'Singin' in the Rain' Co-Director Stanley Donen Dead at 94

Stanley Donen, the director of countless classics including Singin' In The Rain and Seven Brides [...]

Stanley Donen, the director of countless classics including Singin' In The Rain and Seven Brides for Seven Brothers, died Saturday. He was 94.

Chicago Tribune film critic Michael Phillips shared the news on Twitter. Donen's death was confirmed by one of his sons.

Donen, who also directed On The Town and Charade, was an influential filmmaker throughout the 1950s, most famous for his collaborations with Gene Kelly. During his life, he was often underrated and never earned a competitive Oscar nomination. In 1998, he received an honorary Oscar "in appreciation of a body of work marked by grace, elegance, wit and visual innovation."

Donen was born in Columbia, South Carolina. In the early 1940s, he moved to New York, where he began choreographing dance numbers. In 1943, he was brought to Hollywood by MGM musicals producer Arthur Freed as a choreographer.

However, his most important early work was choreographing the dance sequences in Columbia Pictures' Cover Girl, the movie that made Kelly a star. The 1944 Rita Hayworth musical famously features a scene where Kelly dances with his own reflection. Its success led Donen to work on other musicals for the studio briefly before returning to MGM.

"Sound was still a fairly new thing when I came into movies," Donen told Vanity Fair in 2013. "And the reason musicals happened is because of sound. They could put music in the picture! That's how it all began."

In 1949, Donen finally got the chance to direct when he and Kelly were given the opportunity to make On The Town at MGM with Frank Sinatra co-starring. That film's success led Donen to direct his first solo film, Royal Wedding with Fred Astaire and Jane Powell.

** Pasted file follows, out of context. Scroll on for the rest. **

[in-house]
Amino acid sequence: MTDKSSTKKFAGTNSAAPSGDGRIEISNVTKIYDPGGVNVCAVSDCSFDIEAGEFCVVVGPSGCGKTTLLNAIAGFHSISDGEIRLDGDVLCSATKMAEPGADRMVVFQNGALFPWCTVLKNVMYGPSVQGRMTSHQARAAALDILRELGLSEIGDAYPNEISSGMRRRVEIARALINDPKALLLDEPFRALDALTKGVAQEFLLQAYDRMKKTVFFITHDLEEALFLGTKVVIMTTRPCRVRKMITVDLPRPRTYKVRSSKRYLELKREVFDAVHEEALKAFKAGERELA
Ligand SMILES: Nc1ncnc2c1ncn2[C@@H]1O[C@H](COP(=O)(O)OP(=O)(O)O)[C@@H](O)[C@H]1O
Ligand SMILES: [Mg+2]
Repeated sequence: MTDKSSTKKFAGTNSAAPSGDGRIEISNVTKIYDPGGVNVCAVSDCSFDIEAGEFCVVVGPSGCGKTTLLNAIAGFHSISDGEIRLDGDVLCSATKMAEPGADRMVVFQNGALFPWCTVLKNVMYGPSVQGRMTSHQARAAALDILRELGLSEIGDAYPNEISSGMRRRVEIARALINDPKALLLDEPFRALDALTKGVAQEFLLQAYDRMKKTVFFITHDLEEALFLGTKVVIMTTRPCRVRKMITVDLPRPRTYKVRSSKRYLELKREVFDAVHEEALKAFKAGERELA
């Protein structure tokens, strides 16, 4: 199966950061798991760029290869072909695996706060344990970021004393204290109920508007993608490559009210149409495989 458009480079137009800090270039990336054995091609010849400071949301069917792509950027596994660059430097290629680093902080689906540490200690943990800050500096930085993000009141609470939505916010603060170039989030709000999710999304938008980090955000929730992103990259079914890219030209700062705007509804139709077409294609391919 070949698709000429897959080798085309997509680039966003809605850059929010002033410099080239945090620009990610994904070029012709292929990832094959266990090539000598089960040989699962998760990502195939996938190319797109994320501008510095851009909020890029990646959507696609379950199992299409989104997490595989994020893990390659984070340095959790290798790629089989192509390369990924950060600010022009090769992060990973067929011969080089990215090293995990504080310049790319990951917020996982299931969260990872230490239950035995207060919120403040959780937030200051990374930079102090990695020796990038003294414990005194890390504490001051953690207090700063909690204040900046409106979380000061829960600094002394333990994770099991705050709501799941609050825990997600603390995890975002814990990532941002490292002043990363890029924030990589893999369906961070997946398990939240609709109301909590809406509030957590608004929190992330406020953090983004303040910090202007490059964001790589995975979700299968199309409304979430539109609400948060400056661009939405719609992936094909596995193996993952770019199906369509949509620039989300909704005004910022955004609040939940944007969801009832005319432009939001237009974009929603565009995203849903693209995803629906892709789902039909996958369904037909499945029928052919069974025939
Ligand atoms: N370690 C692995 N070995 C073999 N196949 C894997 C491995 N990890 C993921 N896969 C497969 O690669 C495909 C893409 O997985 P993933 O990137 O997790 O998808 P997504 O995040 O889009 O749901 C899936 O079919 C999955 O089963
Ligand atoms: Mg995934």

It was not until 1952 that he worked with Kelly again to bring Singin' In The Rain to the big screen. Although the film was a big success with audiences, it was only nominated for two Oscars, neither of them for Kelly and Donen's work. Today, it is now considered one of the greatest movies ever made.

Donen's first big hit without Kelly was 1954's Seven Brides for Seven Brothers. The film, famously made with a smaller budget than usually given MGM musicals was nominated for five Oscars, including Best Picture. Once again though, Donen was not nominated himself.

His final collaboration with Kelly was It's Always Fair Weather, a surprisingly serious musical about ex-GIs returning from World War II. It was not a hit, and Donen started working more often outside MGM. He became an independent producer and director by 1957.

Donen's other major films include Funny Face, Charade and Two for the Road with Audrey Hepburn, Indiscreet with Cary Grant and Ingrid Bergman, The Pajama Game with Doris Day, Bedazzled and Damn Yankees!. His final film was 1984's Blame It On Rio with Michael Caine.

Donen was married five times and had three children. In 1999, he began dating Elaine May, but they never married.

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